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Coming to terms with the menace of pollution has been a major worry for the Dyers in face of increasing pressure from the strict environmental laws. This section gives a comprehensive view of the Pollutants in the dyeing units and importantly how to control it effectively.
What is Dye » Pollution Control Dyeing Units

Difference Between Pigments and Dyes Pollution Control Dyeing Units Dyeing Concepts

Perhaps one of the industry that is under the strong radar of the environmental agencies is the Dyeing units and the Dyestuff industries as a whole. The nature of pollution that accompanies this industry is primarily due to the non-biodegradable nature of the dyes along with the strong presence of toxic trace metals/acid/alkali/ carcinogenic aromatic amines traceable in the effluents. The following table illustrates the pollutants associated with some of the very popular dyes.

Types of Pollution that is associated with various dyes:

Class Fiber Nature of Pollution
Direct Cotton Salt, unfixed Dyes, copper salts, cationic fixing agents
Reactive Cotton Salt, unfixed Dyes, Alkali
Vat Cotton Alkali, oxidizing agent, reducing agent
Sulphur Cotton Alkali, oxidizing agent, reducing agent, unfixed dyes
Acid Wool Unfixed dyes, organic dyes
Disperse Polyester Carriers, reducing agent, organic acids
1:2 Metal complex dyes Wool Metals, organic acids
(Types of Pollutants associated with various Dyes)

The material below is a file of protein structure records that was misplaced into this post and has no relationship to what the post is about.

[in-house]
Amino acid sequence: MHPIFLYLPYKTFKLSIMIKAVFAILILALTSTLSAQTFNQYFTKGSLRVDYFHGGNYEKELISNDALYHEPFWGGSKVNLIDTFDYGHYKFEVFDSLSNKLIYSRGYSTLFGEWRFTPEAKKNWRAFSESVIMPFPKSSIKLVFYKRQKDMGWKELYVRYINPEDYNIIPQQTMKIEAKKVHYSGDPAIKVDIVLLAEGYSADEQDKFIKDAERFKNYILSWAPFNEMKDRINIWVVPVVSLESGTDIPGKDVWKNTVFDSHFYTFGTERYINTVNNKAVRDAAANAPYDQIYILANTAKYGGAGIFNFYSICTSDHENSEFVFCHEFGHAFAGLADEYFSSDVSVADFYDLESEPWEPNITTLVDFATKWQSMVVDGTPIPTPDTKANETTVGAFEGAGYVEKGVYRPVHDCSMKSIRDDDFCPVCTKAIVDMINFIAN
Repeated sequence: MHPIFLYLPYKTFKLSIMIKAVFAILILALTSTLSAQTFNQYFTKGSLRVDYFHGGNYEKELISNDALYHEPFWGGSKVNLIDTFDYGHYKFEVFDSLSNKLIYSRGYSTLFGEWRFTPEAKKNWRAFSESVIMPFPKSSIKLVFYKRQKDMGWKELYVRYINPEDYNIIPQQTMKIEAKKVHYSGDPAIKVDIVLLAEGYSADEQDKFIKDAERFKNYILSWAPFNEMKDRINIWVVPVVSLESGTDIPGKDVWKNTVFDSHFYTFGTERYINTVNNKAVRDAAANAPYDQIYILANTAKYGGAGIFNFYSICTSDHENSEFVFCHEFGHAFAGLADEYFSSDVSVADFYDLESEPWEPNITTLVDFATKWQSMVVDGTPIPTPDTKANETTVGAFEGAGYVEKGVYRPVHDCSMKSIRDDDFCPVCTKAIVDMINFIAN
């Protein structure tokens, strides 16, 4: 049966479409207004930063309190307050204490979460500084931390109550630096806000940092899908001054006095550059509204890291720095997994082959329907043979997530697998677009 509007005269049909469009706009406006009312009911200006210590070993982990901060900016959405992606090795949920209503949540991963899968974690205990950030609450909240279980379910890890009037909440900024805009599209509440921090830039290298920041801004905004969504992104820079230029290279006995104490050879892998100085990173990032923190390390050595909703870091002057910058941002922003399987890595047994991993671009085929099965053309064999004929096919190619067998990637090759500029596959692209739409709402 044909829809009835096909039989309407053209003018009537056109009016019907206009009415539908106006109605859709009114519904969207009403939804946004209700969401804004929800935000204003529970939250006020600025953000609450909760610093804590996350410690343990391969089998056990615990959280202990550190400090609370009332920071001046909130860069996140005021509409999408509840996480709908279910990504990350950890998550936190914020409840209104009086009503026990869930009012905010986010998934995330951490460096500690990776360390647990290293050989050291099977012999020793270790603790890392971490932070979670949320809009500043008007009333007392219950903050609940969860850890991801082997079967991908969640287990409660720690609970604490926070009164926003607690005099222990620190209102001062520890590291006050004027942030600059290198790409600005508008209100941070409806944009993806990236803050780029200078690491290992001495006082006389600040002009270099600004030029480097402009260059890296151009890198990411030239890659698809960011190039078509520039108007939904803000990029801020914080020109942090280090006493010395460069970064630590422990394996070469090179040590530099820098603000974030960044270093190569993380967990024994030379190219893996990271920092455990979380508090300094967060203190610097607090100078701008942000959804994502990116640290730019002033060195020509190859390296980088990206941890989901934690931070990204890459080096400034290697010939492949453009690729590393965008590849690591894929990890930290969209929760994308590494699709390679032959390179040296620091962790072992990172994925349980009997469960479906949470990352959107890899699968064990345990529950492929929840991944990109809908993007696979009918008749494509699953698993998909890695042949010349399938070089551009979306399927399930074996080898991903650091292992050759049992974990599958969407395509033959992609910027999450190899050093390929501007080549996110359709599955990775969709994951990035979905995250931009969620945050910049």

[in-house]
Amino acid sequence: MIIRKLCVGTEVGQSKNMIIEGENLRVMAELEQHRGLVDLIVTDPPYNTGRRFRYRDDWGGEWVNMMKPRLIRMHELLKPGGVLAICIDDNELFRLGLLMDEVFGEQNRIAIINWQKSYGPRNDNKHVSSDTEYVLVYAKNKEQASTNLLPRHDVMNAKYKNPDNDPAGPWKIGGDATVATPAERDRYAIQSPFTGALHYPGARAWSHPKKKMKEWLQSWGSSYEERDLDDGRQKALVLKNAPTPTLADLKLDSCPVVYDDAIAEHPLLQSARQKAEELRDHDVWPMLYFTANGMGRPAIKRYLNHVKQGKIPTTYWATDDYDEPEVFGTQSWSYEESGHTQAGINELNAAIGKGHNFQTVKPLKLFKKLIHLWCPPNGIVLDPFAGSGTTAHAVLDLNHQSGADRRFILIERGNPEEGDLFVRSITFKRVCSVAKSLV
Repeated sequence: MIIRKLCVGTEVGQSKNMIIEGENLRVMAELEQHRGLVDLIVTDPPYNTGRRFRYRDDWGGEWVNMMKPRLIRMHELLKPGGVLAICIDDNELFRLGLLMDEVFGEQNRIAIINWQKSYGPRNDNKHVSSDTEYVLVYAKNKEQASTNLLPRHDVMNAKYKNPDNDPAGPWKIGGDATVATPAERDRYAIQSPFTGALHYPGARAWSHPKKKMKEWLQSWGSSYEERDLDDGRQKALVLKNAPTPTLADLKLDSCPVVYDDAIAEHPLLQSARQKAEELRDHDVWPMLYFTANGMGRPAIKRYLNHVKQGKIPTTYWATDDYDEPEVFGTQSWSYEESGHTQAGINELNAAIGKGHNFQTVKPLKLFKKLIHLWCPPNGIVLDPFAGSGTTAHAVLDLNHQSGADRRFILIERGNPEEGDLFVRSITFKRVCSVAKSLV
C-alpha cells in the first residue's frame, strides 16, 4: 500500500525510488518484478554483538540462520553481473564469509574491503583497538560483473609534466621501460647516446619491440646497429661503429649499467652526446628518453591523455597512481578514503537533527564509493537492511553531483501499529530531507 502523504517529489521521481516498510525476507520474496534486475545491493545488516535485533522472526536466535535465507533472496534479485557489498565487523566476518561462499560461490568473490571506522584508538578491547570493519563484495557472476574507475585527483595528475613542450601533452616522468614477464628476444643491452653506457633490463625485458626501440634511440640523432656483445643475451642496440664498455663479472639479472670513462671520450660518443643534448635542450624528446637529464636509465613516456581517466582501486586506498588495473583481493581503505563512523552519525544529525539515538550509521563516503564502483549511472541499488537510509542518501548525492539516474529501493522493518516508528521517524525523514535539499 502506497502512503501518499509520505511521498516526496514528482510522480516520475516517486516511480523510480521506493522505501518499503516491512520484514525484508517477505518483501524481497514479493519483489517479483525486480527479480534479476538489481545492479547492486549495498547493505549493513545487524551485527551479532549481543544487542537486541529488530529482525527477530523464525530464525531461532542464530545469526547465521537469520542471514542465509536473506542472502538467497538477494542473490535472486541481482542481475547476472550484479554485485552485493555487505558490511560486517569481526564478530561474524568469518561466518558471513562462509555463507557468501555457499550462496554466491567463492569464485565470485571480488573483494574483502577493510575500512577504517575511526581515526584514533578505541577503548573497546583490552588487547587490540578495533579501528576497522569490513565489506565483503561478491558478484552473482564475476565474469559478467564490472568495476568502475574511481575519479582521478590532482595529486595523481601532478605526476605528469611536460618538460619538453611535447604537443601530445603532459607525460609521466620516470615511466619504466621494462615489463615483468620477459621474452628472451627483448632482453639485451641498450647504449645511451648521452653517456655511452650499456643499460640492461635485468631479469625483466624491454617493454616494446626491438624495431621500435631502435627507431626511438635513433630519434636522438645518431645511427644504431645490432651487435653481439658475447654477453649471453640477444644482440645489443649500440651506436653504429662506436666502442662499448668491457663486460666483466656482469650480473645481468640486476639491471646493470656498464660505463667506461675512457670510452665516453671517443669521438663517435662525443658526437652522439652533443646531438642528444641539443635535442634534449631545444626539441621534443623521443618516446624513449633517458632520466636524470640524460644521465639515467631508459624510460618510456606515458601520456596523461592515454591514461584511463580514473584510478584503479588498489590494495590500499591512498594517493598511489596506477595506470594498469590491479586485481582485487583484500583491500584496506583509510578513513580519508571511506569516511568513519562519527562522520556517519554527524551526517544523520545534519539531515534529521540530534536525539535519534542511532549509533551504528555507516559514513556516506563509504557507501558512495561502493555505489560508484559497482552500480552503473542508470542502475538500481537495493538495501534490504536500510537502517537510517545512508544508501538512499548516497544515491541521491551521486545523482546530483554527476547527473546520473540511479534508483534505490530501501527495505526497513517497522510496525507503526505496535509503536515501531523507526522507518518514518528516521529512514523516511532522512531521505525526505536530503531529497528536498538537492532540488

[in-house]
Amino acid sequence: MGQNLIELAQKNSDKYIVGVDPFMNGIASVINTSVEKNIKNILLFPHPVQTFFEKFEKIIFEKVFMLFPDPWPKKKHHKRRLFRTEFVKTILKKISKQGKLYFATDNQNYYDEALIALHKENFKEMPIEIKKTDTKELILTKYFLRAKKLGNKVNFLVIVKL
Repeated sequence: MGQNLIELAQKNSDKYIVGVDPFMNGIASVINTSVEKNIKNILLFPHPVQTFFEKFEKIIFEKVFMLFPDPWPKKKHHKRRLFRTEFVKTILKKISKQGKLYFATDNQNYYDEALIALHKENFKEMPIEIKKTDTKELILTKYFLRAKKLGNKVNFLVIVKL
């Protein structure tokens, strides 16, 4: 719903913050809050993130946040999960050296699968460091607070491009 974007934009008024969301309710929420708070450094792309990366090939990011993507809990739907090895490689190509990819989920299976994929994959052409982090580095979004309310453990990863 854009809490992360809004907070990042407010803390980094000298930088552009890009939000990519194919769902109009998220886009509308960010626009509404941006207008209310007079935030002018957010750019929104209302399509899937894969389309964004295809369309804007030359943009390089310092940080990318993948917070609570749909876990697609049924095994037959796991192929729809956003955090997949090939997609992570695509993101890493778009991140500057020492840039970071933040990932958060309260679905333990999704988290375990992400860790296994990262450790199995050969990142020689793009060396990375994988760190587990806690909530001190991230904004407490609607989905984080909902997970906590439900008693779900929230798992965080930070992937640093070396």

Types of Pollutants

  • Air pollutants: The major air pollutants from dye manufacturing units include:
    • Volatile organic compounds (VOCs)
    • Nitrogen oxides (NOx)
    • Hydrogen chloride (Hcl)
    • Sulphur oxides (Sox)

  • Liquid Pollutants: They are the effluents results from batch operation as the equipment is cleaned and they usually contain toxic organic residues. The following table illustrates the parameters of liquid effluents.

    Effluents from Dye Manufacturing mg/ltr(except for pH)
    Max Value
    PH 6-9
    BOD 30
    COD 150
    TSS 50
    Oil and Grease 10
    Phenol 0.5
    Copper 0.5
    Zinc 2
    Aox 1

  • Solid wastes: They include iron sludge, gypsum and sludge from treatment facilities.
Controlling Pollution

It is a good omen that Dye manufacturers and dyeing units have finally recognised the profoundity of the environmental impact of using dyes. Brainstorming in this direction has led to the development of new dyes that has:
  • Lower toxicity.
  • Much improved levelling and exhaust characteristics.
  • Narrower quality tolerances.
Improvements in Dyes: Following developments shows the keenness of Dye manufacturers towards environment. Although these dyes may be a bit expensive, but considering the potential long term savings made from efficient dye use and a lower effluent cost. It is worth every penny.
  • Development of fiber-reactive dyes for fibers like cellulosics, that has stable fixation rates without regard to variations in dyeing conditions, like liquor ratio, quantities of salt or alkali temperature, time etc.
  • Metal-free reactive dyes that has high fixation rates along with minimum salt consumption.
  • Low-sulphide or even sulphide-free dyes.
  • Formulating granular dyestuff that are easy to handle and dissolve and that reduces dust generation.
  • The gradual withdrawal and newer replacement for azo-dyestuffs that are threat as a potential carcinogenic.
  • Researches made into dyestuffs with biodegradable formulating agents.
Improvement in Dyeing units: The dyeing units are also not left behind when it comes to addressing the problem of controlling pollution. Some of this effective steps are highlighted below.
  • Effective recycle of cone-dye cooling water.
  • Air conditioning system water is recycled.
  • Disseminating knowledge to workers for proper utilization of water and power consumption.
  • Installation of screens in drain lines that reduces the solid particles in effluents.
  • Proper implementation of a maintenance plan for steam traps.
  • Digital monitoring systems for use in boilers.

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